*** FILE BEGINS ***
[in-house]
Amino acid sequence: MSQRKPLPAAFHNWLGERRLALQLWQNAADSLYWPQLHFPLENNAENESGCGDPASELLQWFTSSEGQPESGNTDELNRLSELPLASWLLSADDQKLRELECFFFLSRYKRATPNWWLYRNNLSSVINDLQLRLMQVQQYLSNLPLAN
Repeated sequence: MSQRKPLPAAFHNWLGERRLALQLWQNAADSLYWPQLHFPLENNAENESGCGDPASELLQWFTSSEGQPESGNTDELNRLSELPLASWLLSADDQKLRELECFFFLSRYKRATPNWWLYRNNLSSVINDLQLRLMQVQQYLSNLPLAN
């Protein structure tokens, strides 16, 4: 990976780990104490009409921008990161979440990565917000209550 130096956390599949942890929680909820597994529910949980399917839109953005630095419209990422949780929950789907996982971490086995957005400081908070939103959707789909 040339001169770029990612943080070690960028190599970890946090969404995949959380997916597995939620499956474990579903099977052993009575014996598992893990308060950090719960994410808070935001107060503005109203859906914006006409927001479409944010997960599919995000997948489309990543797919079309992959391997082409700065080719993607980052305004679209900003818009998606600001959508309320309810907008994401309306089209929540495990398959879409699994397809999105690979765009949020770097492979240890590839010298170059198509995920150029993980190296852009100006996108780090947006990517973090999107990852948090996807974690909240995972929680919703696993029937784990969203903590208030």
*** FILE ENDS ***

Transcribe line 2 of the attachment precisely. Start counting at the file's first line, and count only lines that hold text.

Amino acid sequence: MSQRKPLPAAFHNWLGERRLALQLWQNAADSLYWPQLHFPLENNAENESGCGDPASELLQWFTSSEGQPESGNTDELNRLSELPLASWLLSADDQKLRELECFFFLSRYKRATPNWWLYRNNLSSVINDLQLRLMQVQQYLSNLPLAN